The trip to the Bay of Pigs was truly an incredible experience. We were able to travel through the roads where the actual bombings and battles took place. The two museums we visited gave us an intense insight into the Cuban opinion of the entire historical event. Our tour guide, Raul, gave us a thorough explanation of the affair, really bringing the history into our excursion. We drove past numerous tombstones where bombings occurred and saw a billboard announcing where the invasion had been stopped. We were not only learning about the tragic event but were able to see the actual places.

Vi̱ales РDavid Salisbury

On Saturday January 13th our group took a trip to Viñales in the western-most province of Cuba, Pinar del Rio.  This was our first trip outside of Havana, so I had no idea what to expect. The nearly 2 hour trip by itself displayed a whole different, unique Cuban lifestyle.  Instead of seeing cars,buildings, and crowded streets, we saw horse-drawn carriages riding down the street alongside pigs, goats and many other animals.  The scenery of the western Cuba mountain ranges was one of the most gorgeous things I have seen and it gave off a rather peaceful vibe.  When we finally arrived at Viñales, climbing up the winding, spiraling mountain, the lushish green landscape was breathtaking.  Aside from the beautiful landscape, we visited runaway slave routes through the caves,Indian caves, and the area’s finest agricultural product: tobacco.  This first experience outside of the Havana area was not only necessary to grasp the entire Cuban experience, but also it portrayed a completely different, difficult lifestyle of Cuban people.

Cuban Family – Elaina Tirador

So far my experiences in Cuba have been amazing. My father is from Cuba, and I have had the opportunity to meet many of my family members. I never dreamed this day would come true where I would be able to meet my Cuban family. It hasbeen one of the happiest moments in my life. I have learned so much from them in just three visits. Family is something that is extremely important in the Cuban culture. Their way of living is simple and conservative, but that is not what is important. What is important is being with family. They all live in a compact neighborhood and if the neighbors are not family they still know who they are. They treat everyone as if they are family including my friends. We have had good times together. We have spent several hours playing dominoes together, but my favorite thing was learning to dance. They have taught me how to Salsa along with other Spanish dances. It was a true cultural experience.The day is always concluded with a huge feast with all the relatives. My family has taught me a lot about myself and my perspective on life. I look forward to many festive visits during my stay.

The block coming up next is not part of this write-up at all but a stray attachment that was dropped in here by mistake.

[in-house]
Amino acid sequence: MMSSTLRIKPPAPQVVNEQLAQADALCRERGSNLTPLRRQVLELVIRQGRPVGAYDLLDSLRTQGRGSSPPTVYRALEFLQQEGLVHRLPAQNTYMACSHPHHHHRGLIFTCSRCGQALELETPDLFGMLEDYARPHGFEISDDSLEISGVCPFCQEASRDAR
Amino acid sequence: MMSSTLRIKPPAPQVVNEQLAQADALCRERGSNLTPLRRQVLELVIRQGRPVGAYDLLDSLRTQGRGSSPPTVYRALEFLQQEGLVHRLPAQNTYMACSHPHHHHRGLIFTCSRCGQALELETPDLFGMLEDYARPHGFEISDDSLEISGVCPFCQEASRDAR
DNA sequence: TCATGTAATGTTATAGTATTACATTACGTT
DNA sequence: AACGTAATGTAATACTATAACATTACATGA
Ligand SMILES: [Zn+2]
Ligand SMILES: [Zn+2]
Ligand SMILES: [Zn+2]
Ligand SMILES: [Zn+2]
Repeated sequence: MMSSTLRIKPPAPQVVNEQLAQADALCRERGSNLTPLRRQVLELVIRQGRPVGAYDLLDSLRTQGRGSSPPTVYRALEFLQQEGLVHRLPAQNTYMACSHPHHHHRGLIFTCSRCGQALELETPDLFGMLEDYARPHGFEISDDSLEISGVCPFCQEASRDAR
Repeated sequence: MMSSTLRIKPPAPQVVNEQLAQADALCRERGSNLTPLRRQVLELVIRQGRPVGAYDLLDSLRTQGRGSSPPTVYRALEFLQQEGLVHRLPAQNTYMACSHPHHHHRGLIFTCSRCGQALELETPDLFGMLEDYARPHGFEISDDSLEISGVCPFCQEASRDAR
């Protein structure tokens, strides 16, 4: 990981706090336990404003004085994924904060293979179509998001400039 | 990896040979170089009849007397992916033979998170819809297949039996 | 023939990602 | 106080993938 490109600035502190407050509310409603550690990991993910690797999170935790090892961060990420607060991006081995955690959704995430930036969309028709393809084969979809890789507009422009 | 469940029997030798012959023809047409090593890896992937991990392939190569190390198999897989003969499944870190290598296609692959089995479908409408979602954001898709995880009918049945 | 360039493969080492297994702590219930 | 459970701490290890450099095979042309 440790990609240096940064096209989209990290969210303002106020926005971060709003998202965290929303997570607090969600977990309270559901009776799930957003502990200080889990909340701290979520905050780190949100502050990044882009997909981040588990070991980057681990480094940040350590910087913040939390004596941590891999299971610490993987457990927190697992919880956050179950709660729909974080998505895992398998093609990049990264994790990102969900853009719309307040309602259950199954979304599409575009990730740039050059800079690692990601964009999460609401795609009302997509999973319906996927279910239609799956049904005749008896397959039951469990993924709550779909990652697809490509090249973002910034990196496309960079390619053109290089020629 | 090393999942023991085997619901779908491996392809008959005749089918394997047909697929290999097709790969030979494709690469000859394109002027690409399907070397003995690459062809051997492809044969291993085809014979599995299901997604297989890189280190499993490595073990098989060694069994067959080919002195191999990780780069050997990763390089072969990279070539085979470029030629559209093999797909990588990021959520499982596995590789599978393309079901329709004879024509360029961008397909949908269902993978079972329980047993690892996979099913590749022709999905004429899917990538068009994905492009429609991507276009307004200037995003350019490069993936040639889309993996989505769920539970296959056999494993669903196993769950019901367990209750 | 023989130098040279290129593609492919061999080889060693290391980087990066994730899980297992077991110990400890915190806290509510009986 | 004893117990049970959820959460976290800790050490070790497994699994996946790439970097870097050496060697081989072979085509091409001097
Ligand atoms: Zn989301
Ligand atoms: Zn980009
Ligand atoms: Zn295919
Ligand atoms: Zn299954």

First 3 weeks of classes- Susan Hubbell

Cuba is amazing! We started school last week and haven’t looked back since! We are so busy that the days just seem to fly by. Our classes are great and they are scheduled perfectly. We have one class on Monday and Fridays, two classes on Tuesdays and Wednesdays, with a break on Thursdays. Mondays and Wednesdays are spent at the University of Havana, while classes on Tuesdays and Fridays are right across the street from the hotel in a nearby foundation/public library. All of our professors are wonderful, passionate people who are well educated on all types of subject matters. I find them wildly fascinating. At times they have very different opinions and views of the world than most Americans do and it is like a breath of fresh air. They love it when we ask questions and debate and argue and get into real discussions about things. This encourages and motivates us to read more and find out additional information so that we can have more informed viewpoints. Overall, every time we walk out of a classroom, our heads are spinning from all the new things and ideas we have been introduced to. I sure hope the weeks don’t fly by too quickly!

Impressions of Havana – Kyle Hughel

I wasn’t entirely sure what to expect upon arrival in Havana. I knew the city was older than any in the United States and that it was the pleasure capital of the Caribbean for the first half of the Twentieth Century but that didn’t translate into a concrete vision of the modern city of almost three million people. As it turns out, Havana is similar to a large city in the United States: people get around via private automobiles, taxis, and public transportation; there are a number of large commercial buildings and shops with modern conveniences; and concerts and movies to attend for entertainment. On the other hand, a large percentage of the cars would be considered deathtraps in the US; stores may or may not be open or stocked on any given day; and a movie costs about the same as bus fare to and from the theater.

Having sprained my ankle a scant week before our departure, I was still using a cane to get around when we landed at Jose Martí International Airport; therefore, my first experience on Cuban soil was to have a friendly couple assist me down the stairs off of the airplane and into a seat on the crowded shuttle to the customs terminal. This initial impression of the friendly and helpful character of the Cuban population has held true for most of the denizens of Havana I’ve encountered; when asked for directions many Havana residents will offer to show the way if the destination is close by or give extremely detailed directions on which bus lines and stops to use.